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Site number:
Type of site: Natural
Date: 1963 to 1967
Date of Inscription: 2008
Location: Europe, Iceland, 32 km from the south coast of Iceland
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Description: Surtsey is a relatively new island formed by volcanic eruptions of 1963-1967; it is located approximately 32 km from the south coast of Iceland. Its uniqueness lies in the fact that it was protected from its birth, as a result presenting the world with an immaculate natural laboratory. Unexposed to human interference, Surtsey has supplied unique long-term information on the process of new land colonisation by plant and animal life. Since the study of the island began in 1964, scientists have observed ocean currents carrying in seeds, the appearance of moulds, bacteria and fungi; in 1965 the first vascular plant followed suit. By the end of the first decade the amount of vascular plants totaled 10 species, by 2004, they numbered 60 together with 75 bryophytes, 71 lichens and 24 fungi. Currently eighty-nine species of birds have been documented on Surtsey, 57 of which procreate elsewhere in Iceland. The 141 ha island also houses 335 species of invertebrates. --WHMNet paraphrase from the description at WHC Site, where additional information is available.
  Surtsey (Icelandic: "Surtur's island") is a volcanic island off the southern coast of Iceland. It is also the southernmost point of Iceland. It was formed in a volcanic eruption which began 130 metres (426 ft) below sea level, and reached the surface on 14 November 1963. The eruption may have started a few days earlier and lasted until 5 June 1967, when the island reached its maximum size of 2.7 km² (1.0 mi²). Since then, wind and wave erosion has caused the island to steadily diminish in size: as of 2002, its surface area was 1.4 km² (0.54 mi²). The new island was named after the fire god Surtr from Norse mythology, and was intensively studied by volcanologists during its creation and, since the end of the eruption, has been of great interest to botanists and biologists as life has gradually colonised the originally barren island. The undersea vents that produced Surtsey are part of the Vestmannaeyjar (Westmann Isles) submarine volcanic system, part of the fissure of the sea floor called the Mid-Atlantic Ridge. Vestmannaeyjar also produced the famous eruption of Eldfell on the island of Heimaey in 1973. The eruption that created Surtsey also created a few other small islands along this volcanic chain, such as Jólnir and other unnamed peaks. Most of these eroded away fairly quickly. --Wikipedia. Text is available under the Creative Commons Attribution-ShareAlike License.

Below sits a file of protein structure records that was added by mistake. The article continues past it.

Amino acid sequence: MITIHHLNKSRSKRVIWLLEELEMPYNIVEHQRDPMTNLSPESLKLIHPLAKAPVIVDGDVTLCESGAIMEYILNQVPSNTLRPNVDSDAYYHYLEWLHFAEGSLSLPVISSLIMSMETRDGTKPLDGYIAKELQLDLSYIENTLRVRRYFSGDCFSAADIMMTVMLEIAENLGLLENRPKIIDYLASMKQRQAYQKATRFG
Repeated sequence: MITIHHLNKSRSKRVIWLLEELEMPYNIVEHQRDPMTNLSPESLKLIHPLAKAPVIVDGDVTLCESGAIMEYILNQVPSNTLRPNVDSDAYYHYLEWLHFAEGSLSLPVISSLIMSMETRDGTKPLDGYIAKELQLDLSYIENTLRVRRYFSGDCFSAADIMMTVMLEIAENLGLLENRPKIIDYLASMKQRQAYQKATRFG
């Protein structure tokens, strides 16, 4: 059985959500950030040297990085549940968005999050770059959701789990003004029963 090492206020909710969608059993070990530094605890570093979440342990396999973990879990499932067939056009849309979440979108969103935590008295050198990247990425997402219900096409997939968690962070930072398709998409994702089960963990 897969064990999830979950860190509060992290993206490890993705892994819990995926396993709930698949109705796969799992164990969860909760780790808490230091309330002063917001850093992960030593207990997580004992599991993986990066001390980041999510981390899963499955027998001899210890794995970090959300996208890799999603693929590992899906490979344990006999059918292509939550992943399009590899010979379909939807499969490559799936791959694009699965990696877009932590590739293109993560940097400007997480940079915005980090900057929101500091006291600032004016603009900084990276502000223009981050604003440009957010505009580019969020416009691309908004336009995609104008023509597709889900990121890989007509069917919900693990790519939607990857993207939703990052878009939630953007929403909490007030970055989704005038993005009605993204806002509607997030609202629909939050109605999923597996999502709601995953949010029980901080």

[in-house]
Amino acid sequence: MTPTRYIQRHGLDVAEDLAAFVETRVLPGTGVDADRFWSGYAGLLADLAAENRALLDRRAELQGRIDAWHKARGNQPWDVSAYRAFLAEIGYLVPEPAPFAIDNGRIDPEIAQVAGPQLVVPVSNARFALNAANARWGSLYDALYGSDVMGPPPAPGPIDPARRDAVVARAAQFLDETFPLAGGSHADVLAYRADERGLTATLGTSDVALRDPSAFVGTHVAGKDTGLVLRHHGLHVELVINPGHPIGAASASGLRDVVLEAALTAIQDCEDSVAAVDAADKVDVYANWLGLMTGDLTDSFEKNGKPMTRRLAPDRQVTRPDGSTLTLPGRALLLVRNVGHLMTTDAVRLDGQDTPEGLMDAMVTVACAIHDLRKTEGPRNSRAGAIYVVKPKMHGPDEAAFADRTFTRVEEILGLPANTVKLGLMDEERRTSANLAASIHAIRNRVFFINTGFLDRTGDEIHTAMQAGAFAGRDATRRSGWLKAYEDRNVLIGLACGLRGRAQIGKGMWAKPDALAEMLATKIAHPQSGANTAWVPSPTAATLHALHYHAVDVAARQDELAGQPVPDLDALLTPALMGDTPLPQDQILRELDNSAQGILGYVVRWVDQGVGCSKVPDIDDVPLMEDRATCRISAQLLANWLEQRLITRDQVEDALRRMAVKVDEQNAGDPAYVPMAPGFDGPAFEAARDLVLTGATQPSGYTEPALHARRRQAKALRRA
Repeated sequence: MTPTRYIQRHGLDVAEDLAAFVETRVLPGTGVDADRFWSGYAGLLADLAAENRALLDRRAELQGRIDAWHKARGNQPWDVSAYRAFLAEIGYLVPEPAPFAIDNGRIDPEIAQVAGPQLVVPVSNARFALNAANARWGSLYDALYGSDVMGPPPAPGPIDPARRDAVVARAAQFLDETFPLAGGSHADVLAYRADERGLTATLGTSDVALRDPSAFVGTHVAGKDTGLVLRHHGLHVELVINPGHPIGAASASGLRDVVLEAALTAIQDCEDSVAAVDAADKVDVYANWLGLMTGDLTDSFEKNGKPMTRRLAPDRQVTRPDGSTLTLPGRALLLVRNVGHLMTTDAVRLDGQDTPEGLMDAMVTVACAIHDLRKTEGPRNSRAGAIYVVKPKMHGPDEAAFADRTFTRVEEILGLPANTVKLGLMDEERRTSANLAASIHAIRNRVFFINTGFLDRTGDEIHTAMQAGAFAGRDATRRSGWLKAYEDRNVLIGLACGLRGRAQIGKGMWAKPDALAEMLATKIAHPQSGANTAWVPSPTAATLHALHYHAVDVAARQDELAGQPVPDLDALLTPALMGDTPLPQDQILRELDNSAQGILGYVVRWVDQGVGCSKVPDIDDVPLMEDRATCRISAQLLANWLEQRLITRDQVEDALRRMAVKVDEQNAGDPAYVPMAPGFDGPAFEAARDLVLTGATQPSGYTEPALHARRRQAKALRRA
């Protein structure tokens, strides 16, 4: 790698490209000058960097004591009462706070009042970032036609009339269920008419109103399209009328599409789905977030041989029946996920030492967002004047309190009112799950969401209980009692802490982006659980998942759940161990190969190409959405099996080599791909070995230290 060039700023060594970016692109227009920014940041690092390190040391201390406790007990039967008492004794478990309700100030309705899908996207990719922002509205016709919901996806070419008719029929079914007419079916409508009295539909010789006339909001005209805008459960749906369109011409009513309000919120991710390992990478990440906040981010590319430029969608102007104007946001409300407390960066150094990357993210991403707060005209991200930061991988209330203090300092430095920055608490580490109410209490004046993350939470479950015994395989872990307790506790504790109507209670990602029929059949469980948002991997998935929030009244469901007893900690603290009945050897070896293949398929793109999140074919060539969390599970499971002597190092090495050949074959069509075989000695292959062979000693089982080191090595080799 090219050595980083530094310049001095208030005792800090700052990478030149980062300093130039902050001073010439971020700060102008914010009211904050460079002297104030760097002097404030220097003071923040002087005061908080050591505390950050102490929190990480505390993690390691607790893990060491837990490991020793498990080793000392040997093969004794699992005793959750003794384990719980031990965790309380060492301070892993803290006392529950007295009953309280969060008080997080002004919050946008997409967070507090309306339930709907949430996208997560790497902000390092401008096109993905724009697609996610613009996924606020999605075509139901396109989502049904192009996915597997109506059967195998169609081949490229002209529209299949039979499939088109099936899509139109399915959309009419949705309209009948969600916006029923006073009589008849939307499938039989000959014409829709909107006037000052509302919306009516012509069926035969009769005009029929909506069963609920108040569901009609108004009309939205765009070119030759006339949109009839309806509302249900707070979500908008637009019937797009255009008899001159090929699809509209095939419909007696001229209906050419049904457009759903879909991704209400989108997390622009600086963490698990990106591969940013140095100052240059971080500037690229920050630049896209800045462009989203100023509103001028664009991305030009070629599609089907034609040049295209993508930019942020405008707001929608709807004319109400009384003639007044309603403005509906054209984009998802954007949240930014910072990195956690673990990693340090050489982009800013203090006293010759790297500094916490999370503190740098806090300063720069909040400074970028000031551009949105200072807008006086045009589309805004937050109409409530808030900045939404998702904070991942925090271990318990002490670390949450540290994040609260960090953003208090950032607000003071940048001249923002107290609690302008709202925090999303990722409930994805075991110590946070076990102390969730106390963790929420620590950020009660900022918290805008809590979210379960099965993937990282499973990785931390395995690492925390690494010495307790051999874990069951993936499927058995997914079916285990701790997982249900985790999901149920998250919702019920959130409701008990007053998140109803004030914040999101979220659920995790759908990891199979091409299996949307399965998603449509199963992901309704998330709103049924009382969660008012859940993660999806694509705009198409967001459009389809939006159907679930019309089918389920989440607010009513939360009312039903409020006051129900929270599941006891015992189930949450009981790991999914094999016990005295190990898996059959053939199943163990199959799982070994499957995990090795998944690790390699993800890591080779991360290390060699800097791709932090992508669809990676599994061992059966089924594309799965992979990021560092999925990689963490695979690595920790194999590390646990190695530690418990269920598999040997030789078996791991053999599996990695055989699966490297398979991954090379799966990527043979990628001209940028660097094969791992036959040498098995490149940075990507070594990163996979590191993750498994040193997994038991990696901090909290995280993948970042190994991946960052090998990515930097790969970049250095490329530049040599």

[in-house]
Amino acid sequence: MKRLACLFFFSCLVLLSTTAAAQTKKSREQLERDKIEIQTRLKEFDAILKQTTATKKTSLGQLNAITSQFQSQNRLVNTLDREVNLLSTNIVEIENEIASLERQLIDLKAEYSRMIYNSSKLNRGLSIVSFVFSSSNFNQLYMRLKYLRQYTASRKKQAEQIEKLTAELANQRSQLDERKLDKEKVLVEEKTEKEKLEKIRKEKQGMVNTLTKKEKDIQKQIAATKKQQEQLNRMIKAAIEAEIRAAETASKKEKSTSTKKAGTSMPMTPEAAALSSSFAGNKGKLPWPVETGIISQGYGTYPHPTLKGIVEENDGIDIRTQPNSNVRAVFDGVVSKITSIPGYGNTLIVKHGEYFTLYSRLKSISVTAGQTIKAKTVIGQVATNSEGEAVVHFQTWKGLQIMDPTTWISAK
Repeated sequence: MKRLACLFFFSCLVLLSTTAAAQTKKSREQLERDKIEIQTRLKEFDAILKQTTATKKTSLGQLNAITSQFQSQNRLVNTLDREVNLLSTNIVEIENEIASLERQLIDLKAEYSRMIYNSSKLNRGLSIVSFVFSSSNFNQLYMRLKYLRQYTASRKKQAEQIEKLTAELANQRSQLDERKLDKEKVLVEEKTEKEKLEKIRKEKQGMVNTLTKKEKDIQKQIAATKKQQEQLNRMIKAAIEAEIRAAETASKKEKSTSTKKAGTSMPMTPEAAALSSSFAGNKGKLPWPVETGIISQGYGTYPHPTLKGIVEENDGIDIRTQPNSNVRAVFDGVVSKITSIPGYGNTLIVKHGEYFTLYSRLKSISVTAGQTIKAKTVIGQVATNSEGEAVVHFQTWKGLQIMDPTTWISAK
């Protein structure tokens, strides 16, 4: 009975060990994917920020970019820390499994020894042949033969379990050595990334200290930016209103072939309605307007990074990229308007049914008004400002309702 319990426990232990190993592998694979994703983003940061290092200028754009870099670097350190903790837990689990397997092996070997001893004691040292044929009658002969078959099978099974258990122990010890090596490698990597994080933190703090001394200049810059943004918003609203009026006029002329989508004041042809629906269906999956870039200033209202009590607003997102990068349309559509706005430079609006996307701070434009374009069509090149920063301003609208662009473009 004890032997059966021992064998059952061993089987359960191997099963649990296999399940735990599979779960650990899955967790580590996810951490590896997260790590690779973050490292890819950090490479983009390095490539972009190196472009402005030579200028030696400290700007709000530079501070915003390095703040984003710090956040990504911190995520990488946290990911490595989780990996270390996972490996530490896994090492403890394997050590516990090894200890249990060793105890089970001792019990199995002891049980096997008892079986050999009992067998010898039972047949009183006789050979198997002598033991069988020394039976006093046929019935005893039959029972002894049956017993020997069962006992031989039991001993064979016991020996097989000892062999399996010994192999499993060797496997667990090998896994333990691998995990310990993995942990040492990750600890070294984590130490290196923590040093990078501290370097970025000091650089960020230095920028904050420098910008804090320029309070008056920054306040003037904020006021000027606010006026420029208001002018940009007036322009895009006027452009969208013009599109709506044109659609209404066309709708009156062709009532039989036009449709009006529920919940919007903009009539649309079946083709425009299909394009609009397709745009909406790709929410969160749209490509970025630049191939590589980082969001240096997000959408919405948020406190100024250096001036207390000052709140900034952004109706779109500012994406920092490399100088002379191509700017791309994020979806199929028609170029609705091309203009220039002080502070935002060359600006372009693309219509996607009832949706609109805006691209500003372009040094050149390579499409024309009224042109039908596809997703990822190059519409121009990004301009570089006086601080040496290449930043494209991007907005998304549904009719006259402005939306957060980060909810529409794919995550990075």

Reference: 1. UNESCO World Heritage Center, Site Page.
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